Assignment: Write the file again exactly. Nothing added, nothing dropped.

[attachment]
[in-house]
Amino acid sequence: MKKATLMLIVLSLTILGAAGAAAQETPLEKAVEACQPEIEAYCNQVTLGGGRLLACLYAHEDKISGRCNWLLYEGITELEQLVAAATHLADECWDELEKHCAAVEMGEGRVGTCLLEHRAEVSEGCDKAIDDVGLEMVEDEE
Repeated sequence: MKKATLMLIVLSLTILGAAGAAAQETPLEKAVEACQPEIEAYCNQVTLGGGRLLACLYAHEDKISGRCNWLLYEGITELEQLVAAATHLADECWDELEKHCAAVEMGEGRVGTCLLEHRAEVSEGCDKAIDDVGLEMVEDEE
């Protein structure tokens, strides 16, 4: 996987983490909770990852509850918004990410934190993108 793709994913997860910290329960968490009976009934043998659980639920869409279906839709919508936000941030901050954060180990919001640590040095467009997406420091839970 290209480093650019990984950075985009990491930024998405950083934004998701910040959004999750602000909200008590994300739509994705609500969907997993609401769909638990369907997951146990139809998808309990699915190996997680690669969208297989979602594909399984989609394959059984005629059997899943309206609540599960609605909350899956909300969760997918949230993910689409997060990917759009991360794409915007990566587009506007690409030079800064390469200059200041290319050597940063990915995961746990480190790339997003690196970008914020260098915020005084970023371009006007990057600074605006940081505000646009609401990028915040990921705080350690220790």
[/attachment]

[in-house]
Amino acid sequence: MKKATLMLIVLSLTILGAAGAAAQETPLEKAVEACQPEIEAYCNQVTLGGGRLLACLYAHEDKISGRCNWLLYEGITELEQLVAAATHLADECWDELEKHCAAVEMGEGRVGTCLLEHRAEVSEGCDKAIDDVGLEMVEDEE
Repeated sequence: MKKATLMLIVLSLTILGAAGAAAQETPLEKAVEACQPEIEAYCNQVTLGGGRLLACLYAHEDKISGRCNWLLYEGITELEQLVAAATHLADECWDELEKHCAAVEMGEGRVGTCLLEHRAEVSEGCDKAIDDVGLEMVEDEE
């Protein structure tokens, strides 16, 4: 996987983490909770990852509850918004990410934190993108 793709994913997860910290329960968490009976009934043998659980639920869409279906839709919508936000941030901050954060180990919001640590040095467009997406420091839970 290209480093650019990984950075985009990491930024998405950083934004998701910040959004999750602000909200008590994300739509994705609500969907997993609401769909638990369907997951146990139809998808309990699915190996997680690669969208297989979602594909399984989609394959059984005629059997899943309206609540599960609605909350899956909300969760997918949230993910689409997060990917759009991360794409915007990566587009506007690409030079800064390469200059200041290319050597940063990915995961746990480190790339997003690196970008914020260098915020005084970023371009006007990057600074605006940081505000646009609401990028915040990921705080350690220790």